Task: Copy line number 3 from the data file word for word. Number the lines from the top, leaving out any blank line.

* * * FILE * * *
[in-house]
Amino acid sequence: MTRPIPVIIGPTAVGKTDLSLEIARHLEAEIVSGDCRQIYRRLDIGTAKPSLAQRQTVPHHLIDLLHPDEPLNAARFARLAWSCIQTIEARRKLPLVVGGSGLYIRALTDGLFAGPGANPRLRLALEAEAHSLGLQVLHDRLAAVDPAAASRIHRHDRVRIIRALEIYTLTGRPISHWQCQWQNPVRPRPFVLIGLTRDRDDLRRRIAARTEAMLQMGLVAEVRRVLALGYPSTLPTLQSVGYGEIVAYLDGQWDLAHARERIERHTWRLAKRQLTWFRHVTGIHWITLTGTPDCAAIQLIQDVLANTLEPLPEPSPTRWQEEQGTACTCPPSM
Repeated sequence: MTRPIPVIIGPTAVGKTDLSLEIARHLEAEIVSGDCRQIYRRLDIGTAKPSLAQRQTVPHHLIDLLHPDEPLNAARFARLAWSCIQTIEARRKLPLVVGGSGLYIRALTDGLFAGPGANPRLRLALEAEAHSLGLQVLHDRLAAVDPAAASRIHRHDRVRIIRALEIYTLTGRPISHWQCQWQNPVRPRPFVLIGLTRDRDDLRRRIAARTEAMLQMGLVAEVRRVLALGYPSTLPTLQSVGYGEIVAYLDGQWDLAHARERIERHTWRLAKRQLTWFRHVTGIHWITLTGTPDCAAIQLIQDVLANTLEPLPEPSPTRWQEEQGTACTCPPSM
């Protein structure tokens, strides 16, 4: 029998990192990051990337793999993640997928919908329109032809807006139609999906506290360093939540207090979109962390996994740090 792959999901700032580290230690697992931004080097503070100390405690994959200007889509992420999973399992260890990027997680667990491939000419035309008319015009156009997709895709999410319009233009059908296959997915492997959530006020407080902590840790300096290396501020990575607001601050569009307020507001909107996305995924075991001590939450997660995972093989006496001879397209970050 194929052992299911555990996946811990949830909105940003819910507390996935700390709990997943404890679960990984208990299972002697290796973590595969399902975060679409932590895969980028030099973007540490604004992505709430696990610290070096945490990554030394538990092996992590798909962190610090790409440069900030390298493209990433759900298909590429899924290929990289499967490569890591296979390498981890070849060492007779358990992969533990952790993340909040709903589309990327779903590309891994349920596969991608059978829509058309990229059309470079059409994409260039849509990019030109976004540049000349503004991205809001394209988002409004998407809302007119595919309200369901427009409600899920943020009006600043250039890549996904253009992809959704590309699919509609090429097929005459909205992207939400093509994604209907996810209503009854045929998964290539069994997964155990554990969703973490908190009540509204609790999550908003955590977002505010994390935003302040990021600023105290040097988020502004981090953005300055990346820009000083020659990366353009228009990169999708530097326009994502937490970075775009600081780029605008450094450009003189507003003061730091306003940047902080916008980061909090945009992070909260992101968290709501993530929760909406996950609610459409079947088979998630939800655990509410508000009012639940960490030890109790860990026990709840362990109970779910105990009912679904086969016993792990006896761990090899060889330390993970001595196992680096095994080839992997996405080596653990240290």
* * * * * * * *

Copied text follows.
Repeated sequence: MTRPIPVIIGPTAVGKTDLSLEIARHLEAEIVSGDCRQIYRRLDIGTAKPSLAQRQTVPHHLIDLLHPDEPLNAARFARLAWSCIQTIEARRKLPLVVGGSGLYIRALTDGLFAGPGANPRLRLALEAEAHSLGLQVLHDRLAAVDPAAASRIHRHDRVRIIRALEIYTLTGRPISHWQCQWQNPVRPRPFVLIGLTRDRDDLRRRIAARTEAMLQMGLVAEVRRVLALGYPSTLPTLQSVGYGEIVAYLDGQWDLAHARERIERHTWRLAKRQLTWFRHVTGIHWITLTGTPDCAAIQLIQDVLANTLEPLPEPSPTRWQEEQGTACTCPPSM